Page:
4.  Notes that the proper and appropriate use of plant protection products must comply with the provisions of Directive 2009/128/EC and, in particular, with the general principles of IPM and its holistic approach; regrets that these principles are not being implemented to their full potential in the Member States and that IPM development is being hindered by the limited availability of low-risk, non-chemical pesticides, including low-risk plant protection alternatives; notes that resistance is a biological inevitability when dealing with fast-reproducing pests and diseases; emphasises the use of IPM as a way to prevent resistance and the need to avoid blanket treatment when often not a single pest is even detected;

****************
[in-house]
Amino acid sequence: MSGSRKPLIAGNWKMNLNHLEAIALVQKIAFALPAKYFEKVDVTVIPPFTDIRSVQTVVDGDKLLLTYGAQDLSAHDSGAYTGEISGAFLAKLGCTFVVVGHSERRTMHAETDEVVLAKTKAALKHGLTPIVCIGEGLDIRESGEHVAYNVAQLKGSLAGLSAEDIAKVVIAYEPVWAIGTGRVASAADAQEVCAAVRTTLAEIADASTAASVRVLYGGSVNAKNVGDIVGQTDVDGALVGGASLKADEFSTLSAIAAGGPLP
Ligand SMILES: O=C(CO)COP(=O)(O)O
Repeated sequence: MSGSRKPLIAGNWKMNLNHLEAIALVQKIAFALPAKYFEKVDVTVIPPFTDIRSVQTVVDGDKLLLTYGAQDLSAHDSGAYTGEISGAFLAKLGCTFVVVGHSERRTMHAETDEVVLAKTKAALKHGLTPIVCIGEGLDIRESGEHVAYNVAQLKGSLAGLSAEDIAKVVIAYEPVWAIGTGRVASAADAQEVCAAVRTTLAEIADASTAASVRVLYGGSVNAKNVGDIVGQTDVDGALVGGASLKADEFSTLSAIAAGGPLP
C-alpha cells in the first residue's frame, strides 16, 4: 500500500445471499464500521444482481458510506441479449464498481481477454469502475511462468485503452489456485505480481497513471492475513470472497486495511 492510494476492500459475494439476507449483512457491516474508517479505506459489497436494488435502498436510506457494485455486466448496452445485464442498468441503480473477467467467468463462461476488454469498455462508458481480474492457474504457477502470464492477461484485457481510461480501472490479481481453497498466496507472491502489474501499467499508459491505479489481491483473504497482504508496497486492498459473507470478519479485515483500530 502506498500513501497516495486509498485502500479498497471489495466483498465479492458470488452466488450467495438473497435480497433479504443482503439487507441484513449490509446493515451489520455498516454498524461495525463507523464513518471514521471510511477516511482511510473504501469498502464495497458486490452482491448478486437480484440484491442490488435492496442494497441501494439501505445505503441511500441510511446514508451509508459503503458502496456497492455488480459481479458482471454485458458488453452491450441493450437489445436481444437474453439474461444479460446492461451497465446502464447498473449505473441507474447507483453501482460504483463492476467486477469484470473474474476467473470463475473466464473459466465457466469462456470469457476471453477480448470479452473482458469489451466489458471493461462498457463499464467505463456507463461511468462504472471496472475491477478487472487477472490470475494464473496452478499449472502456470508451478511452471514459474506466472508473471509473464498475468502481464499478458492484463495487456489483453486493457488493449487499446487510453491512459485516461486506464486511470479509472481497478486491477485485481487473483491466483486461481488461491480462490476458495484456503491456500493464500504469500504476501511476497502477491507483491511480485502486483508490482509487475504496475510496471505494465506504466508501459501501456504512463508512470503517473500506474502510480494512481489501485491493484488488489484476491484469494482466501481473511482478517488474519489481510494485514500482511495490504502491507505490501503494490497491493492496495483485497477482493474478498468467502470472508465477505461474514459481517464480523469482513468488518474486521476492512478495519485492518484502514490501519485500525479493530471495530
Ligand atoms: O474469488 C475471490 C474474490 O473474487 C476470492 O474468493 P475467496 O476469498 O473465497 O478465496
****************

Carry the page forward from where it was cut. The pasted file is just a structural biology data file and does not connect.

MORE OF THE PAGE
5.  Highlights the importance of continuous training and education for farmers in the proper and appropriate use of plant protection products; urges the Member States and competent authorities to make better use of all available measures to increase the safe use of plant protection products and reduce adverse environmental effects; stresses the need to distinguish between professional and private use of PPPs, given that they are not subject to the same obligations, and calls on the Commission and the Member States to clearly distinguish between these two kinds of use and to amend the rules accordingly; stresses that PPPs are not only used in agriculture, but also for weed and pest control in urban areas, including public parks and railways; emphasises that professional and non-professional users of PPPs should receive adequate training;